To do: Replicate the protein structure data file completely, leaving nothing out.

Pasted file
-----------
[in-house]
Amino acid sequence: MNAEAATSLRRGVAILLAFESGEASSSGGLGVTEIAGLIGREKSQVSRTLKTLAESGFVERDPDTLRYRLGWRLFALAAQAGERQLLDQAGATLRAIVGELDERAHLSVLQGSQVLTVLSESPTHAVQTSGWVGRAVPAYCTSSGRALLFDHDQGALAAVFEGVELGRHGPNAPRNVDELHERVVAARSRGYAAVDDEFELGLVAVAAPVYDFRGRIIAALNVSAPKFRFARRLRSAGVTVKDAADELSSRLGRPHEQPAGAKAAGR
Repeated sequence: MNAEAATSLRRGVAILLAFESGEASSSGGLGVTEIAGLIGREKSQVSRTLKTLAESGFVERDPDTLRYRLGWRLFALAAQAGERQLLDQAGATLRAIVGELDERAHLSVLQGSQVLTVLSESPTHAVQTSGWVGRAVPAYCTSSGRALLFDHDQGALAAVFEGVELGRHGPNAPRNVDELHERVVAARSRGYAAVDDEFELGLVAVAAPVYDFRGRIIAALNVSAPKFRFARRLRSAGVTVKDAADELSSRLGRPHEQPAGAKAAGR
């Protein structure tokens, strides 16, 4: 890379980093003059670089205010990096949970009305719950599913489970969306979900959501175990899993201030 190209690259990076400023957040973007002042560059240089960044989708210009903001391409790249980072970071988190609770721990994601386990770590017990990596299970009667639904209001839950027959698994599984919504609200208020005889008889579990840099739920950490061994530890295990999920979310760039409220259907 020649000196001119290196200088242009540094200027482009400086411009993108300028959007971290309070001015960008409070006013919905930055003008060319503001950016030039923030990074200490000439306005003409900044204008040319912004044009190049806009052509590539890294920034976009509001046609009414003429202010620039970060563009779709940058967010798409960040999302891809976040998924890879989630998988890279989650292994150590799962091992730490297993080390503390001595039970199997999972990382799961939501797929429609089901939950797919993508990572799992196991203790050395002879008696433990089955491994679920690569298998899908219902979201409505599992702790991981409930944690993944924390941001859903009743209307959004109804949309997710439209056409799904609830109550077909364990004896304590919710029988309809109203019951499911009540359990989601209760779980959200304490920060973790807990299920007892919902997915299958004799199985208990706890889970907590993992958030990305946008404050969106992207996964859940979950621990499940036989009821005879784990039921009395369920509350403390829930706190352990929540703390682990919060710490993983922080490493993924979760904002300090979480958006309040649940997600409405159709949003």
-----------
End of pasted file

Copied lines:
[in-house]
Amino acid sequence: MNAEAATSLRRGVAILLAFESGEASSSGGLGVTEIAGLIGREKSQVSRTLKTLAESGFVERDPDTLRYRLGWRLFALAAQAGERQLLDQAGATLRAIVGELDERAHLSVLQGSQVLTVLSESPTHAVQTSGWVGRAVPAYCTSSGRALLFDHDQGALAAVFEGVELGRHGPNAPRNVDELHERVVAARSRGYAAVDDEFELGLVAVAAPVYDFRGRIIAALNVSAPKFRFARRLRSAGVTVKDAADELSSRLGRPHEQPAGAKAAGR
Repeated sequence: MNAEAATSLRRGVAILLAFESGEASSSGGLGVTEIAGLIGREKSQVSRTLKTLAESGFVERDPDTLRYRLGWRLFALAAQAGERQLLDQAGATLRAIVGELDERAHLSVLQGSQVLTVLSESPTHAVQTSGWVGRAVPAYCTSSGRALLFDHDQGALAAVFEGVELGRHGPNAPRNVDELHERVVAARSRGYAAVDDEFELGLVAVAAPVYDFRGRIIAALNVSAPKFRFARRLRSAGVTVKDAADELSSRLGRPHEQPAGAKAAGR
């Protein structure tokens, strides 16, 4: 890379980093003059670089205010990096949970009305719950599913489970969306979900959501175990899993201030 190209690259990076400023957040973007002042560059240089960044989708210009903001391409790249980072970071988190609770721990994601386990770590017990990596299970009667639904209001839950027959698994599984919504609200208020005889008889579990840099739920950490061994530890295990999920979310760039409220259907 020649000196001119290196200088242009540094200027482009400086411009993108300028959007971290309070001015960008409070006013919905930055003008060319503001950016030039923030990074200490000439306005003409900044204008040319912004044009190049806009052509590539890294920034976009509001046609009414003429202010620039970060563009779709940058967010798409960040999302891809976040998924890879989630998988890279989650292994150590799962091992730490297993080390503390001595039970199997999972990382799961939501797929429609089901939950797919993508990572799992196991203790050395002879008696433990089955491994679920690569298998899908219902979201409505599992702790991981409930944690993944924390941001859903009743209307959004109804949309997710439209056409799904609830109550077909364990004896304590919710029988309809109203019951499911009540359990989601209760779980959200304490920060973790807990299920007892919902997915299958004799199985208990706890889970907590993992958030990305946008404050969106992207996964859940979950621990499940036989009821005879784990039921009395369920509350403390829930706190352990929540703390682990919060710490993983922080490493993924979760904002300090979480958006309040649940997600409405159709949003």